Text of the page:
Is the question of whether it’s possible to do good while making a profit a thing of the past?

The for- and non-profit landscapes are merging to create a new class of organization leader. Generally called social entrepreneurs, these individuals leverage for-profit models to solve some of the world’s most in­trac­table problems — endeavors usually undertaken by traditional non-profits.

“One of the reasons that I think there’s a coming together of the for-profit fairly hard-nosed commercial world with this world of social innovation and social purpose is because people’s lives have been bifurcated between those two worlds,” said David Hodgson. Hodgson is managing director of the private equity firm General Atlantic and chairman of the board of Echoing Green — a non-profit with the goal of providing funding and support for emerging social entrepreneurs.

“Because of the way work has changed, because of the number of people who find themselves in families working their tail off all the time,” Hodgson said, “I think there’s been a growing interest in trying to bring your work life together with your social community life.”

But is it possible to do good while making a profit?

“I think that’s such a false dichotomy,” said Sara Horowitz , founder of the non-profit Freelancers Union. “I think that it’s a useful thing to say there are different proponents of each. But, as the sector is maturing, we’re starting to see there are these hybrid organizations that don’t have rates of return that would impress any corporate banker.”

“It’s clearly a continuum,” General Atlantic’s Hodgson said.

Horowitz founded the Freelancers Union, formerly known as Working Today, in 1995. The organization was created to provide independent workers — artists, journalists and temps, among others — with legal assistance and professional support. In 2008, the organization launched a for-profit health-insurance company, the Freelancers Insurance Company, to serve the Union membership, which is now over 170,000. The health-insurance arm has revenues of $96 million.

General Atlantic founded Echoing Green in 1987, five years after Hodgson joined the company. Echoing Green is an independent non-profit for which General Atlantic is considered a corporate supporter and partner.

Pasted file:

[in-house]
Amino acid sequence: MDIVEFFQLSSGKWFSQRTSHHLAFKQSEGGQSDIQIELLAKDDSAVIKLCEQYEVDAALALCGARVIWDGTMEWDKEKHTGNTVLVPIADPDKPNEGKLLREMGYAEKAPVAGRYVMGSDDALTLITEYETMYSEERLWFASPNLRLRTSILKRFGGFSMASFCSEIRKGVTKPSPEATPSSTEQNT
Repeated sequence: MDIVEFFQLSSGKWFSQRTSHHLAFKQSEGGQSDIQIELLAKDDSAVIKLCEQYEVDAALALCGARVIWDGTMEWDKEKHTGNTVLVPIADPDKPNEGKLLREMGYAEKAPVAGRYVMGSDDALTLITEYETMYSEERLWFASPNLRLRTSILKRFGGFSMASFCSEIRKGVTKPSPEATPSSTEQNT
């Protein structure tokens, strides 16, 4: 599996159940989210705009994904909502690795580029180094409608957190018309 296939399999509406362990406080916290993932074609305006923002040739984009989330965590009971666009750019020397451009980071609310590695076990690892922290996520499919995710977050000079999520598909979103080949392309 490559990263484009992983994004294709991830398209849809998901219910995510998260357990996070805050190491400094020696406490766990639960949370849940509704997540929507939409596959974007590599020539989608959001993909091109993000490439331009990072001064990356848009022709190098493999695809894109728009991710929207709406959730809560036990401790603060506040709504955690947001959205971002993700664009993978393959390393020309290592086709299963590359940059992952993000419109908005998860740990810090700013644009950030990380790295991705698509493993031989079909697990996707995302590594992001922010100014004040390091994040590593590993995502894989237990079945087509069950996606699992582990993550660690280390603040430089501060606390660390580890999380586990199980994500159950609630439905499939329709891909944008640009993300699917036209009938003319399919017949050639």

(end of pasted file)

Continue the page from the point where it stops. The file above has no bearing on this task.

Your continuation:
The company’s staff regularly donate their time to the non-profit, according to Hodgson, bringing their business acumen to the organization and advising fellows on their social entrepreneurial ventures. This allows the non-profit to leverage techniques employed by it’s private equity parent to identify strong fellowship candidates who are awarded with scholarships and mentorship to help them start their own social entrepreneurial venture.

Echoing Green announced its 2012 class of fellows on June 7. Horowitz, a former Echoing Green fellow, said that in meeting the current class she was impressed by the breadth of projects they were working on.

“I think one of the really big differences is you can see how, for people now, it is an option to start a social entrepreneurial venture,” she said. “I think that’s so exciting to see.”

Echoing Green added a Black Male Achievement fellowship program this year. The program was initiated in partnership with George Soros’s Open Society Foundations (OSF). The eight fellows, one a woman, are pursuing projects focused entirely on shrinking and ultimately eliminating the black male achievement gap.

Hodgson said the pros of working with Soros, a prominent left-leaning donor, outweighed the cons. “We thought OSF had such a strong commitment to the area and strong track record of being independent and acting on its philanthropic principles that it made a great partner.”

“Social purpose is our principle criterion,” said Hodgson, adding that when it comes to selecting new fellows, “some of the criteria are straight out of the venture capital handbook.”

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